Rev. Jim Chambly

[Age 62] The Methodist tried to make the church relevant to young and old.

March 28, 2007|By Jacques Kelly | Jacques Kelly,sun reporter

The Rev. Jim Chambly Jr., a United Methodist Church pastor who regarded young people as crucial to his ministry, died Thursday of an apparent heart attack at his Essex home. He was 62.

Born James Wellington Chambly Jr. in Baltimore and raised in Violetville, he was a 1962 graduate of Polytechnic Institute, where he was a marching band drum major. He was also active in the Boy Scouts and community baseball. He earned a psychology degree at what is now Towson University.

"He told me at 12 years old, he felt he wanted to be a minister," said his wife, the former Mary Ann Thomas, whom he met on a New Years' Eve blind date at a South Baltimore parsonage. "He had his goals in mind."

He attended the Wesley Seminary in Washington and was ordained in 1967. He was later assigned to United Methodist churches -Providence in Towson, Back River, Good Shepherd in South Baltimore and Graceland near Dundalk.

He believed that he could reach youths by coaching basketball, soccer and softball teams. He was a past president of the Patapsco Neck Norwood Recreation League.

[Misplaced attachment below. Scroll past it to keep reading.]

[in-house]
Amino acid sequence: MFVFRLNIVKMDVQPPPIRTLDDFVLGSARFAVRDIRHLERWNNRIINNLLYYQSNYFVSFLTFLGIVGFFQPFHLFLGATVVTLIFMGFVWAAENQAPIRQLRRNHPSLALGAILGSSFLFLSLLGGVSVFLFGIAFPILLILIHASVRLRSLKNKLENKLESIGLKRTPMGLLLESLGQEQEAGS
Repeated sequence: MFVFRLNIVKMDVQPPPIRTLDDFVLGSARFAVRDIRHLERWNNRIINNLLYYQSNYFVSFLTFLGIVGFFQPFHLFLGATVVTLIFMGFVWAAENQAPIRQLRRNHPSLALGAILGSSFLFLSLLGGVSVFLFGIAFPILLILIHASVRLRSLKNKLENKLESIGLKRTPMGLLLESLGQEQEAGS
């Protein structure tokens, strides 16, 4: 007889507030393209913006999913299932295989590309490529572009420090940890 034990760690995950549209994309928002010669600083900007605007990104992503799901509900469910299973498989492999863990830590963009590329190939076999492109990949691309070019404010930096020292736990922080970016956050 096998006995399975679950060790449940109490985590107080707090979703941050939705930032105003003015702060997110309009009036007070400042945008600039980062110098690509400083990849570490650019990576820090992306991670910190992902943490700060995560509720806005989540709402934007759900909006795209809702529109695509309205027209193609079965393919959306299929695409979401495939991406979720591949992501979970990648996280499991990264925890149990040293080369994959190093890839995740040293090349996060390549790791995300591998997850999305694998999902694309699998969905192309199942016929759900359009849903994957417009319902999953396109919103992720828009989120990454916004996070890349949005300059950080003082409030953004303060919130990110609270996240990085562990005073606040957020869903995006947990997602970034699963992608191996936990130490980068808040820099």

"Throughout his ministry, Jim's vision was to keep the church relevant to the present time and emerging generations," his wife said. "He believed in being a vital part of the community in which he was living."

He also served at Asbury United Methodist in Charles Town, W.Va. - whose parsonage of 13 rooms handily accommodated his five children. In 2000, he was assigned to the Essex United Methodist, where he had been married in 1975. He was serving there at the time of his death

"Jim was a jokester. His goal was not to be prim and proper. He'd rather laugh," said the Rev. David Deans, a friend who is pastor of Back River United Methodist Church. "He did not fit a stern, straight-laced image. He was articulate, and while he was orthodox in his faith, he was never legalistic."

Mr.. Deans said Mr. Chambly's down-to-earth ways helped him reach the unaffiliated and young people.

"His fresh approach helped him to connect with people who otherwise may not have entered a church," Mr. Deans said.

He recalled that Mr. Chambly once ended a sermon in rhymed, rap-style couplets. He was also a proponent of contemporary church music and alternate styles of worship.

Mr. Chambly had been planning to accompany a group to a Youth for Christ rally in Ocean City. He died the day before the planned trip.

A memorial service will be held at 11:30 a.m. tomorrow at Essex United Methodist Church, 524 Maryland Ave., Essex.

In addition to his wife, survivors include two sons, Stephen Jenkins of Elkhart, Ind., and David Jenkins of Essex; three daughters, Debbie James of Winchester, Va., Denise Jackson of Shepherdstown, W.Va., and Karen Carroll of Inwood, W.Va.; and 13 grandchildren.

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